Find Freight, Shipping and Logistics expertise in Trinidad and Tobago
Freight and shipping of goods and cargo take place to, from and within Trinidad and Tobago via sea, air and land.
The shipping industry is well developed and The European Commission estimates that in 2010 Trinidad and Tobago imported goods (principally from US, EU and Brazil) to the value of €4.6 billion and exported €10.7 billion worth of goods, mainly to US, EU and Jamaica. Import commodities are typically petroleum and associated products, steel products, beverages, cereal, cocoa, coffee, fruit and vegetables and exports generally comprise of mineral fuels, lubricants, machinery, transportation equipment and manufactured goods amongst other things.
Over 20 companies provide air freight services. In terms of transport infrastructure outside the shipping industry, there are five airports in the country of which two have paved runways. Furthermore, there are approximately 8,000km of roadway in Trinidad and Tobago half of which is paved.
There are two main maritime ports in the country that currently undertake transhipment activity – the port of Port of Spain and that of Point Lisas. The Port Authority of Trinidad and Tobago is a statutory body under the Port Authority of Trinidad and Tobago Governing Unit (PATTGU) and governs all activities relating to sea freight in the country and directs several smaller bodies within the bounds of the Port Authority Act (1961). It has 15 berths of varying lengths, from 72-248m with a depth of over 200m. The Port of Spain Infrastructure Company (POSINCO) and deals mainly with landlord issues relating to cruise shipping; PATTGU is also responsible for the Trinidad and Tobago Inter-Island Transportation Company (TTIT) which runs a passenger ferry service between the islands.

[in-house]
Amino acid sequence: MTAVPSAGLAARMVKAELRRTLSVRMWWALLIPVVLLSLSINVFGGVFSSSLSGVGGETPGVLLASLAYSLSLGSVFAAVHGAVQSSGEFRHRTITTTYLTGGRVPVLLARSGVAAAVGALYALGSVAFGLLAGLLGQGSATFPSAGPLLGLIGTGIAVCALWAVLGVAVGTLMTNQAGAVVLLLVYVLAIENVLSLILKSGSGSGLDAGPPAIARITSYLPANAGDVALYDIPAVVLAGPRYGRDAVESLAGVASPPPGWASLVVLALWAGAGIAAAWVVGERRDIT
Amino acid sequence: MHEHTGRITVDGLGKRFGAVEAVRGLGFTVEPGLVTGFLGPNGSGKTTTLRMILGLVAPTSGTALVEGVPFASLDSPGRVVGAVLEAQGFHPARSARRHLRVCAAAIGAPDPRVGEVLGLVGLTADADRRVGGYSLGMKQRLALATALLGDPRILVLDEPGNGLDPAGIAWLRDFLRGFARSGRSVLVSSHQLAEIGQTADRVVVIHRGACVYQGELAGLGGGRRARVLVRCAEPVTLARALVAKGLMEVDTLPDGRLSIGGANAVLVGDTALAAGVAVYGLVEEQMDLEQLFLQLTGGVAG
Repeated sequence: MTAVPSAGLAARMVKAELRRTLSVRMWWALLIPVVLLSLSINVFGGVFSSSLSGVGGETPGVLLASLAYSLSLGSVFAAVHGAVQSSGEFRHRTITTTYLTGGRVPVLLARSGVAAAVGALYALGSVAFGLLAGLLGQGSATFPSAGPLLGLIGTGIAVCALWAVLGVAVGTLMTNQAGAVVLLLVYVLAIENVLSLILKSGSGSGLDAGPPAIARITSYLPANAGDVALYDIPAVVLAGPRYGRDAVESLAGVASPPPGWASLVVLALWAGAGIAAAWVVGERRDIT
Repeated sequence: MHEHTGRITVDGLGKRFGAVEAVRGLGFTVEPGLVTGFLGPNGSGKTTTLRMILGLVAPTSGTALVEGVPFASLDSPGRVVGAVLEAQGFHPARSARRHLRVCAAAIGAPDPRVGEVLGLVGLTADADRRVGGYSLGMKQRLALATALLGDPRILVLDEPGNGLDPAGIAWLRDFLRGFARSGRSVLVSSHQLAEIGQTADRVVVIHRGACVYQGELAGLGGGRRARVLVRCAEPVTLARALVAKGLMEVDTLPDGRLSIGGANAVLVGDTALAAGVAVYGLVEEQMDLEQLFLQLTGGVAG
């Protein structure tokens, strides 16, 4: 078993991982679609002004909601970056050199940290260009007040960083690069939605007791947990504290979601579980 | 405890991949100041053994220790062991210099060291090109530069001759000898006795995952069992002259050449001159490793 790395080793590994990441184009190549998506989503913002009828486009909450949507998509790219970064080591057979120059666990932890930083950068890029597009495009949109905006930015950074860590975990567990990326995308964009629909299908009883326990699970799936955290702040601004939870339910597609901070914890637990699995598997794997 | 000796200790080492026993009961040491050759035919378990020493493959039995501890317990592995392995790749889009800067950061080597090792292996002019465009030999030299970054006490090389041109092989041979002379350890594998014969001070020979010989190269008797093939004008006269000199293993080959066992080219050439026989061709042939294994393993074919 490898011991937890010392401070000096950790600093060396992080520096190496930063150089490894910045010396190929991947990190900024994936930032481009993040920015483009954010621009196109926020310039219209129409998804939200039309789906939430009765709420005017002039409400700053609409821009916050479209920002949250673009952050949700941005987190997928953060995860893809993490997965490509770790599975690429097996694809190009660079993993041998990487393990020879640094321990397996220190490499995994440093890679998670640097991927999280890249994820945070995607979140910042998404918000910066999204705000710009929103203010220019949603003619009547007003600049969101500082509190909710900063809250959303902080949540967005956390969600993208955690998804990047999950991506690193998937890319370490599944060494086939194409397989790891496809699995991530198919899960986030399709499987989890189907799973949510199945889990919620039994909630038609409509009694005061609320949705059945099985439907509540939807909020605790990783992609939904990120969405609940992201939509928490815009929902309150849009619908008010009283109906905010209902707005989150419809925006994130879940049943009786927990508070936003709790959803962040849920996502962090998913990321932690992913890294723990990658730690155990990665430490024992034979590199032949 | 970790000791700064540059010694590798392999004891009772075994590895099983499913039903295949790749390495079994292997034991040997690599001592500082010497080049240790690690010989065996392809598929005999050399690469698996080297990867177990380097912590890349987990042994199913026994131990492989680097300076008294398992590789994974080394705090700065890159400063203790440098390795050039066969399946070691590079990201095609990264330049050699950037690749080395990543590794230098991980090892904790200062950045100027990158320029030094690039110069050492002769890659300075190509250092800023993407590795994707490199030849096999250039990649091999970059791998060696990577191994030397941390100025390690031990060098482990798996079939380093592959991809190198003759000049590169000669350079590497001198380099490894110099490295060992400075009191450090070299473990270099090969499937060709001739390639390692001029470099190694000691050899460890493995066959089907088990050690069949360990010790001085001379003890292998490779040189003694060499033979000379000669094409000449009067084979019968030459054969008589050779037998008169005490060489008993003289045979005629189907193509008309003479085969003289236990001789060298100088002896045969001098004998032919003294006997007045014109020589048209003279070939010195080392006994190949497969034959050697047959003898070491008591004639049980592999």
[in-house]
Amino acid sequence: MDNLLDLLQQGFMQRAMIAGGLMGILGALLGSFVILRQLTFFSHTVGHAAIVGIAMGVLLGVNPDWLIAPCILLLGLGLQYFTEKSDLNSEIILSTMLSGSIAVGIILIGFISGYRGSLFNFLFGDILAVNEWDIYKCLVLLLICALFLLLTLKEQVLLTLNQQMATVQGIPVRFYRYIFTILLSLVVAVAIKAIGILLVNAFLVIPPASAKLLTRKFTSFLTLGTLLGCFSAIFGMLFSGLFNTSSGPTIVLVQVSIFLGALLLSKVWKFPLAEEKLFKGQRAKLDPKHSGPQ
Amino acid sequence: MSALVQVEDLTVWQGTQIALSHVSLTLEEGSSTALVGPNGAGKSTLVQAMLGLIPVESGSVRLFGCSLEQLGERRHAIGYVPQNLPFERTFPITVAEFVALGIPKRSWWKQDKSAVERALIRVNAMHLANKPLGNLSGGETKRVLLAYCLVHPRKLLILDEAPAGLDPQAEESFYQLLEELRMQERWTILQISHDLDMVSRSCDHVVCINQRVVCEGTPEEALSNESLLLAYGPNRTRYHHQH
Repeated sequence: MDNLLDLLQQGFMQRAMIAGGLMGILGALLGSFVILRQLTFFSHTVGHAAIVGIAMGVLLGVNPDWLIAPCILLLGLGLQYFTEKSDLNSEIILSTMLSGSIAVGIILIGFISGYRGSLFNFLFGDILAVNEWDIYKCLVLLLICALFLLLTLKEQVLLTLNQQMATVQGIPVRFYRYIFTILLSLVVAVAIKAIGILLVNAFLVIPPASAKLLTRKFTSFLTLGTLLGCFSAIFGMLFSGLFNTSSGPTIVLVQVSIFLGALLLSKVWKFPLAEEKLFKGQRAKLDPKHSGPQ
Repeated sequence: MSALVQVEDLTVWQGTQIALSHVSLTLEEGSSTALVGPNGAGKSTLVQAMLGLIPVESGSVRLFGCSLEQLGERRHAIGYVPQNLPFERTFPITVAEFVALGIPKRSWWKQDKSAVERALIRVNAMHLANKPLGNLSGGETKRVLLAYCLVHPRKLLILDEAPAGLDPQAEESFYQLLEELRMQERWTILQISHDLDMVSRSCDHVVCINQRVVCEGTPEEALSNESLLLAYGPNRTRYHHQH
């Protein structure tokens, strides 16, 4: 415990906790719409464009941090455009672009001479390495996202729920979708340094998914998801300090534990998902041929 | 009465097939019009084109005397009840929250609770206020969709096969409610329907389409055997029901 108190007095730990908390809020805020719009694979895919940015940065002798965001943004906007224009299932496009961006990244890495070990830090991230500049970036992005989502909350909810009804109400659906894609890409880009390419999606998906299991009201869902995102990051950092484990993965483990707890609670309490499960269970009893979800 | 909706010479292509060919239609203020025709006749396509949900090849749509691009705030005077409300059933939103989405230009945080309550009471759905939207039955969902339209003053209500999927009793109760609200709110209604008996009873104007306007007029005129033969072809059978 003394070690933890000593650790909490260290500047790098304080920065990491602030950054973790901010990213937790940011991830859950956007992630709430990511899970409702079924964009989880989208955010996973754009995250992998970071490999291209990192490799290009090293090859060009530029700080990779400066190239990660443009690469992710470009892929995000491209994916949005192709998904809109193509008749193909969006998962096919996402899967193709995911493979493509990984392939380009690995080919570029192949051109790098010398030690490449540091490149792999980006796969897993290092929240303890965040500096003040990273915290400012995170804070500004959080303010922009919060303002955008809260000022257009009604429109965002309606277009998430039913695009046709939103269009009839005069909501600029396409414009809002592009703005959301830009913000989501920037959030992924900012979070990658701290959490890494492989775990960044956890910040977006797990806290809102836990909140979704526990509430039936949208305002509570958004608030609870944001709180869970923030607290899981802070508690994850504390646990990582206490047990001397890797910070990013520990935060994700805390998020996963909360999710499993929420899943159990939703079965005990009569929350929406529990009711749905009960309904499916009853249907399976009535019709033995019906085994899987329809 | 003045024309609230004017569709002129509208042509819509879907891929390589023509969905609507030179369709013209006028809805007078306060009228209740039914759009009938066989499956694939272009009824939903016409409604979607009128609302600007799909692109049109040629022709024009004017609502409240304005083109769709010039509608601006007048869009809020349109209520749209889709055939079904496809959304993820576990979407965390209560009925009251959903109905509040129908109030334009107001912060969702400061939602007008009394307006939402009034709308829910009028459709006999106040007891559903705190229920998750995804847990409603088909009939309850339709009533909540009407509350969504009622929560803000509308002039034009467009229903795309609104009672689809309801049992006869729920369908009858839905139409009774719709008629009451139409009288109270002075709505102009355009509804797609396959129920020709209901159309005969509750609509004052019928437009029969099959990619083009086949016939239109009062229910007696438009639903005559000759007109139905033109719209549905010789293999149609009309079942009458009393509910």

The Port at Point Lisas is often referred to as the ‘gateway to the Americas’ and has Point Lisas Industrial Port Development Corporation (PLIPDECO) as is authority. Point Lisas has six commercial berths and deals with shipments of a wide range of goods including dry and liquid bulk, containers as well as general cargo and breakbulk and caters for businesses and individuals. It also handles much project cargo which mostly makes the short trip from the port to the neighbouring industrial estate.
In 2007 the University of Trinidad and Tobago opened a new campus, the Maritime Studies Institute, in part to develop expertise in the sector. The Shipping Association of Trinidad and Tobago is a major industry body which is affiliated with other regional associations including the Caribbean Shipping Association (CSA).
There are some 67 companies involved in the sector on Trinidad and Tobago offering a range of services. There are cargo agents, ocean cargo, freight forwarders and elevators. The Port of Port of Spain (PPOS) which is the cargo handling business unit of the Authority and provides a range of services including berthing, breakbulk, dry and liquid/bulk cargo vessels, towage services alongside container freight services and warehousing.